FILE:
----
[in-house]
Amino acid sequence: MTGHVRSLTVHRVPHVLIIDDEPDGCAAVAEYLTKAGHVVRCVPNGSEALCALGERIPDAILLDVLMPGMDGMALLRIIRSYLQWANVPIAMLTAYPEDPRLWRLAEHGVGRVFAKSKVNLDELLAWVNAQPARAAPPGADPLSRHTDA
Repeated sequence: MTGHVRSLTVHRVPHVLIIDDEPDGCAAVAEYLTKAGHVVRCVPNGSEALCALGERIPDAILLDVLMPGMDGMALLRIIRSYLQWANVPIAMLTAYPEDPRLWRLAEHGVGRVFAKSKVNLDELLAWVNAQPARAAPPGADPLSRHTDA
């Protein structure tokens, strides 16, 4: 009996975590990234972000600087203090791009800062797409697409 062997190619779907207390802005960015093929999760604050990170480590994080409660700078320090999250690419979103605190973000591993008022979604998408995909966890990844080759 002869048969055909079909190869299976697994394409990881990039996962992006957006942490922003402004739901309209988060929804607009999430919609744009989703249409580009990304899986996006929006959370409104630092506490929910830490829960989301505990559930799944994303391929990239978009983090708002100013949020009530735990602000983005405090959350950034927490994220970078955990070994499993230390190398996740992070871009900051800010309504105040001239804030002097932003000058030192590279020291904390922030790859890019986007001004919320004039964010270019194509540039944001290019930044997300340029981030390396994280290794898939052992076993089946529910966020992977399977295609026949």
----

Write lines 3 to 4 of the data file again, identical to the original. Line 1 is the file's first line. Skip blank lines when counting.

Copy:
Repeated sequence: MTGHVRSLTVHRVPHVLIIDDEPDGCAAVAEYLTKAGHVVRCVPNGSEALCALGERIPDAILLDVLMPGMDGMALLRIIRSYLQWANVPIAMLTAYPEDPRLWRLAEHGVGRVFAKSKVNLDELLAWVNAQPARAAPPGADPLSRHTDA
């Protein structure tokens, strides 16, 4: 009996975590990234972000600087203090791009800062797409697409 062997190619779907207390802005960015093929999760604050990170480590994080409660700078320090999250690419979103605190973000591993008022979604998408995909966890990844080759 002869048969055909079909190869299976697994394409990881990039996962992006957006942490922003402004739901309209988060929804607009999430919609744009989703249409580009990304899986996006929006959370409104630092506490929910830490829960989301505990559930799944994303391929990239978009983090708002100013949020009530735990602000983005405090959350950034927490994220970078955990070994499993230390190398996740992070871009900051800010309504105040001239804030002097932003000058030192590279020291904390922030790859890019986007001004919320004039964010270019194509540039944001290019930044997300340029981030390396994280290794898939052992076993089946529910966020992977399977295609026949």